2) What about people who want to play on their laptops whilst away from home? (on a plane/train, in a hotel) where broadband may not be available/cheap.

    • Sardukar says:

      Yeah. Rural area here.Island. Wireless internet. Lots of connection drops. Depending on season, online play in FPS or MMO is simply not doable.
      We aren’t that small a minority, either – quite a few of my friends in the U.S. experience similar drops throughout the day thanks to poor wireless connection or shoddy networking.

      This seems to be a large-scale version of certain posters’ self-centredness: “I never lose internet, so I’m sure no one else does either.”

      The arrogance of success.

  6. reginald says:

    wow. the “activision” part of blizzard-activision is really making its presence known. this is not the same company I loved back in the 90s.

    • RaytraceRat says:

      my thoughts really…

    • Juan Carlo says:

      Nah. I doubt Activision could force Blizzard to do this if Blizzard really didn’t want to. Blizzard is arguably the most powerful developer in the PC market today. They aren’t going to be bullied into doing anything they don’t want. This can’t be pawned off as the evils of activision.

    • Zogtee says:

      I feel… Sad, I guess. Sad and disappointed. SC2 handled mods, single- and multiplayer really well, and I naturally expected D3 to build on that. With this, D3 dropped way down the list and Torchlight 2 moved way up.

      Also, this is a glove across the face to pirate teams everywhere, who will work really hard to crack it and enable off-line singleplayer. I wonder how long it will take?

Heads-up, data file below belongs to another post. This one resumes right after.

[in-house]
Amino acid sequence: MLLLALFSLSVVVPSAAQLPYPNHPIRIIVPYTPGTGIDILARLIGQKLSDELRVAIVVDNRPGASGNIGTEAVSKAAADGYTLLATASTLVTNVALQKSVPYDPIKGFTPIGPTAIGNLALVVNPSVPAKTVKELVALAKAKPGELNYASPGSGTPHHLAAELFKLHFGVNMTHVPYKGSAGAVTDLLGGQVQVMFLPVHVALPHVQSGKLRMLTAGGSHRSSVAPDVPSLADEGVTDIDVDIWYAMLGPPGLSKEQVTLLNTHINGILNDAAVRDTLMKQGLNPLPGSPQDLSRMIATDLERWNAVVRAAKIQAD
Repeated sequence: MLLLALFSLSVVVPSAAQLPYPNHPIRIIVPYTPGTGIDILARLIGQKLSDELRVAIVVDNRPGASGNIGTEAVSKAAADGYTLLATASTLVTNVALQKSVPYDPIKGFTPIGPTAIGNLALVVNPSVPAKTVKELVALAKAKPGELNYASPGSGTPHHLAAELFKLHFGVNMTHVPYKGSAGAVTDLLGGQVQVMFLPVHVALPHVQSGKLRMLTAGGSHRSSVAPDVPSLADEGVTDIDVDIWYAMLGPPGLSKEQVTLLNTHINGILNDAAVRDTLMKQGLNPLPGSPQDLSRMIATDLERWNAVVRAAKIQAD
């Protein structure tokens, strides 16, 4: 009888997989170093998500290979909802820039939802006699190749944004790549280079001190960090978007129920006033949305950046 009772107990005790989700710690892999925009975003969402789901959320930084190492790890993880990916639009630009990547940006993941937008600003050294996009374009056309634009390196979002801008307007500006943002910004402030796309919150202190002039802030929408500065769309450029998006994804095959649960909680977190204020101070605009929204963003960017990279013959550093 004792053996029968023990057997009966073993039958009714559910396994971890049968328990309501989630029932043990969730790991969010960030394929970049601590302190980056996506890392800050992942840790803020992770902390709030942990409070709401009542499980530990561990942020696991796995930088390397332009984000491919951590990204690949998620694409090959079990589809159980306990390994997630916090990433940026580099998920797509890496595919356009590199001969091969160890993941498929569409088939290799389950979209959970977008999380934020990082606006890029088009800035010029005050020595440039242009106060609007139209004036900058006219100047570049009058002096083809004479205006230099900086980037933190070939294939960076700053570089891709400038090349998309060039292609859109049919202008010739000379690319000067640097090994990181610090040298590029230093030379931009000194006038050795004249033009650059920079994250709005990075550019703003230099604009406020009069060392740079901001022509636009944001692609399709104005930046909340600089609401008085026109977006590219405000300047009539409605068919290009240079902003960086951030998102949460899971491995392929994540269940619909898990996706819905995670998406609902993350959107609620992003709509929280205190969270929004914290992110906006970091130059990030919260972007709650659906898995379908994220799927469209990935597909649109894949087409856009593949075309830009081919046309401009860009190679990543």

• povu says:

      Not long. And then they’ll find a way to mod Bobby Kotick’s face on the imp.

    • tenseiga says:

      I am not suprised but im still saddened. I loved blizzard and the awesomeness they used to have its such a shame the activision part is coming through now. Thing is blizzard sold off to corporates long ago its just that it got out of hand now. shame

    • meatshit says:

      This isn’t Activision; this is Wall Street. To paraphrase an earlier post of mine: Once a company goes public, Wall Street sinks its dual fangs of unrelenting greed and shortsightedness into it and sucks it dry of anything resembling moral character.

    • Starky says:

      (Copy paste from the last blizzard thread…)

      This really should be posted as a disclaimer in any Blizzard related topic…

      Anyway – Activision do not own, run or are involved in any way with Blizzard.

      Vivendi own Blizzard.
      Vivendi own Activision.
      Activision do not own Blizzard.